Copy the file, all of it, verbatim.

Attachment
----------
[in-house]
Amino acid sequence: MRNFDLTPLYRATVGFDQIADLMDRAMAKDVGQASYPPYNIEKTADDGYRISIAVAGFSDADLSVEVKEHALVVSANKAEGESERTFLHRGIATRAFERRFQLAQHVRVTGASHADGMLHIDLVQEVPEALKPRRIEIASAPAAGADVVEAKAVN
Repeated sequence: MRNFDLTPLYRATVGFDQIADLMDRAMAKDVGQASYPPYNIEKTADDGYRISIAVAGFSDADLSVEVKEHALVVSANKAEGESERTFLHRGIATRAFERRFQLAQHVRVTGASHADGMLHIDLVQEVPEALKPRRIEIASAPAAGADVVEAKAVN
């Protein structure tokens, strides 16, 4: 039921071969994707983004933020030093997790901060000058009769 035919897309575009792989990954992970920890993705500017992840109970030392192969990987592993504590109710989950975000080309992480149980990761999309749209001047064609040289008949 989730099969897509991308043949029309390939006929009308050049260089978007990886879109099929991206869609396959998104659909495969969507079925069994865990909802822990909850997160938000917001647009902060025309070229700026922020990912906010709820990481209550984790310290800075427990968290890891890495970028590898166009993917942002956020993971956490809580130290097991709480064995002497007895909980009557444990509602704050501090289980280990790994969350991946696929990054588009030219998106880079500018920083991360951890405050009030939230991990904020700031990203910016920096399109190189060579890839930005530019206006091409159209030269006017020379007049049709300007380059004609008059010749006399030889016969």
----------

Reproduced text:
[in-house]
Amino acid sequence: MRNFDLTPLYRATVGFDQIADLMDRAMAKDVGQASYPPYNIEKTADDGYRISIAVAGFSDADLSVEVKEHALVVSANKAEGESERTFLHRGIATRAFERRFQLAQHVRVTGASHADGMLHIDLVQEVPEALKPRRIEIASAPAAGADVVEAKAVN
Repeated sequence: MRNFDLTPLYRATVGFDQIADLMDRAMAKDVGQASYPPYNIEKTADDGYRISIAVAGFSDADLSVEVKEHALVVSANKAEGESERTFLHRGIATRAFERRFQLAQHVRVTGASHADGMLHIDLVQEVPEALKPRRIEIASAPAAGADVVEAKAVN
């Protein structure tokens, strides 16, 4: 039921071969994707983004933020030093997790901060000058009769 035919897309575009792989990954992970920890993705500017992840109970030392192969990987592993504590109710989950975000080309992480149980990761999309749209001047064609040289008949 989730099969897509991308043949029309390939006929009308050049260089978007990886879109099929991206869609396959998104659909495969969507079925069994865990909802822990909850997160938000917001647009902060025309070229700026922020990912906010709820990481209550984790310290800075427990968290890891890495970028590898166009993917942002956020993971956490809580130290097991709480064995002497007895909980009557444990509602704050501090289980280990790994969350991946696929990054588009030219998106880079500018920083991360951890405050009030939230991990904020700031990203910016920096399109190189060579890839930005530019206006091409159209030269006017020379007049049709300007380059004609008059010749006399030889016969």